Wife Alvilde Chaplin

Queer Places:
Lockers Park School, Lockers Park Ln, Hemel Hempstead HP1 1TL, Regno Unito
Eton College, Windsor SL4 6DW, Regno Unito
University of Oxford, Oxford OX1 2JD, Regno Unito
Alderley Grange, Alderley, Wotton-under-Edge GL12 7QT, Regno Unito
Essex House, Haye's Ln, Badminton GL9, Regno Unito

(George) James Henry Lees-Milne (6 August 1908 – 28 December 1997) was an English writer and expert on country houses, who worked for the National Trust from 1936 to 1973. He was an architectural historian, novelist and biographer: his extensive diaries remain in print.

Lees-Milne was born into a prosperous manufacturing family on 6 August 1908 in Wickhamford, Worcestershire.[1] He attended Lockers Park School in Hertfordshire, Eton, and Oxford University from which he graduated with a third class in history in 1931.[2] From 1931 to 1935, he was private secretary to the 1st Baron Lloyd.[1][3]

In 1936 Lees-Milne was appointed secretary of the Country Houses Committee of the National Trust.[1] He held the position until 1950, apart from a period of military service from 1939 to 1941. During his tenure he was a regular contributor to the Trust's members' newsletter. He was instrumental in the first large-scale transfer of country houses from private ownership to the Trust. He resigned his full-time position in 1950, but continued his connection with the National Trust as a part-time architectural consultant and member of committees.

Lees-Milne was visiting Diana Mosley when King Edward VIII abdicated. The purpose of his visit there was to examine the 17th-century house that she and her husband Sir Oswald Mosley were then renting. He recorded later how he and Diana (her husband was in London) had listened to the King's broadcast abdication speech with tears running down their faces. He was the lover of her brother Tom Mitford when they were at Eton College together, and was devastated when Tom was killed in action in Burma in 1945.


Lansdown Crescent, Bath

In 1951, he married Alvilde, Viscountess Chaplin, née Bridges, a prominent gardening and landscape expert.[1] Alvilde Lees-Milne died in 1994. Both Lees-Milne and Alvilde were bisexual, and Alvilde is reputed to have had lesbian affairs with Vita Sackville-West and Winnaretta Singer, among others.[4]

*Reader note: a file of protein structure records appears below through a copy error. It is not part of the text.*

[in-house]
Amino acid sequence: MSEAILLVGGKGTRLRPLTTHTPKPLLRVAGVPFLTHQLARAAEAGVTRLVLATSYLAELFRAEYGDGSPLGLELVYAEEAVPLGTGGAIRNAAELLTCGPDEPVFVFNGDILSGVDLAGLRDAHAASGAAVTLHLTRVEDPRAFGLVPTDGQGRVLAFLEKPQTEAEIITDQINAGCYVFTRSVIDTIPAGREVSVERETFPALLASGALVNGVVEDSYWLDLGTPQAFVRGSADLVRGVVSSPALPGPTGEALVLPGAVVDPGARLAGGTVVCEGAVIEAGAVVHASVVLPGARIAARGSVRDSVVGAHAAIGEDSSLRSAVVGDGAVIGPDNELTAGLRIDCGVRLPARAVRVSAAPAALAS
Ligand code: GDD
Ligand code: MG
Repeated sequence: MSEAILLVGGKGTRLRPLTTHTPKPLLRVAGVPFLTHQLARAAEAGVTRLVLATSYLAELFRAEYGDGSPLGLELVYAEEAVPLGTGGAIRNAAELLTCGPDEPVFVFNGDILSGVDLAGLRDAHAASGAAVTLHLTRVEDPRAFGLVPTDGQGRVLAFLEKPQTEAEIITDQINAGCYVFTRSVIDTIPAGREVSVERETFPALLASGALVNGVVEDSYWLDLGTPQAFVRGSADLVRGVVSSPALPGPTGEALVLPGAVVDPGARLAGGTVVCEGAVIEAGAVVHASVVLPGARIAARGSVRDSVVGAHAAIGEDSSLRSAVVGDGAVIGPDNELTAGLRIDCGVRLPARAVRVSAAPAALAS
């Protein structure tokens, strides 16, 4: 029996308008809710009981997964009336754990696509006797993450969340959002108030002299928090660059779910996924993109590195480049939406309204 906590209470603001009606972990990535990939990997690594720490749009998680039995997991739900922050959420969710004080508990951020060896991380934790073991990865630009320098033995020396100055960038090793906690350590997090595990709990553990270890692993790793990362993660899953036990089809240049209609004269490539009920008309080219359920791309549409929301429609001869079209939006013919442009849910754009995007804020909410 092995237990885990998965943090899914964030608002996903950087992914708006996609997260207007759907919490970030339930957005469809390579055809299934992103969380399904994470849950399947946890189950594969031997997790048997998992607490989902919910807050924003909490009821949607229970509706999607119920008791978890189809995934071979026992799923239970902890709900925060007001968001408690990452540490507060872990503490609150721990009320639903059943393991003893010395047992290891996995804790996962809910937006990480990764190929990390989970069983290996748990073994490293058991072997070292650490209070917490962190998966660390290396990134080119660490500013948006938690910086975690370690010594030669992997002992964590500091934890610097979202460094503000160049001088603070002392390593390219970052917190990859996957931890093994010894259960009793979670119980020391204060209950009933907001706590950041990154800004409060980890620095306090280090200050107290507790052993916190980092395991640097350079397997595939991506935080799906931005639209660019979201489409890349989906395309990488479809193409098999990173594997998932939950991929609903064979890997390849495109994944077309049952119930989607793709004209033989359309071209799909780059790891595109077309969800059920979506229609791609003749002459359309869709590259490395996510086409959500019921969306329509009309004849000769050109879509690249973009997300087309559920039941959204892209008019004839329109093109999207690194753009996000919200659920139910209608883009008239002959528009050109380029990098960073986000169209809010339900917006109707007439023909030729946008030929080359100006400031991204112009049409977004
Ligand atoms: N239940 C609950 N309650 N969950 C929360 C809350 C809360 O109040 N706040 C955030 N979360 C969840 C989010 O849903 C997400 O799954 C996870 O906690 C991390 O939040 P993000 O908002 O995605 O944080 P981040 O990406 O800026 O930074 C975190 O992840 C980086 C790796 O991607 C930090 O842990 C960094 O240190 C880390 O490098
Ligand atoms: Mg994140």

After 13 years at Alderley Grange, Wotton-under-Edge, Gloucestershire[5] and a brief sojourn in Bath, he and Alvilde lived after 1974 at Essex House on the Badminton estate, also in Gloucestershire, while he worked most days in William Thomas Beckford's library at Lansdown Crescent. While living in Badminton he entered into a feud with his landlord, the 10th Duke of Beaufort, whose foxhunting passion and autocratic manner appalled him. As a Trustee of the Bath Preservation Trust, he became a Founding Trustee of its Beckford's Tower Trust, established in 1977 to preserve and maintain the building and its collection for public benefit.

Lees-Milne was friends with many of the prominent British intellectual and social figures of his day, including Nancy Mitford, Harold Nicolson — about whom he wrote a two-volume biography — Deborah Mitford, and Cyril Connolly.

From 1947 Lees-Milne published a series of architectural works aimed primarily at the general reader. He was also a diarist, and his witty, waspish and extensive diaries were published in twelve volumes and well received. They attracted a cult following. Larry McMurtry commented that Lees-Milne, like Pepys and Boswell before him, was disarmingly open about his failings — indeed, would not have known how to go about concealing them.[6] Nicholas Birns observes that Lees-Milne spoke "so candidly about himself, his life, and his love of art and architecture that his authorial relationship with the reader becomes a privileged one, not to be readily or casually communicated, not to be flaunted or brandished."[7]" Lees-Milne, though, also wrote other works, which included several biographies—for instance of Harold Nicolson, The Bachelor Duke of Devonshire, and Lord Esher—and an autobiographical novel.

In 1993 Lees-Milne declined the offer of a CBE in the New Year's Honours list.[8]

Lees-Milne died in hospital at Tetbury on 28 December 1997.[1] His ashes, together with those of his wife, Alvilde, were scattered in the grounds of Essex House.

A series of three plays inspired by Lees-Milne's diaries — Sometimes into the Arms of God, The Unending Battle and What England Owes — were broadcast by the BBC in July 2013.[9]

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  1. https://en.wikipedia.org/queerplaces/images/James_Lees-Milne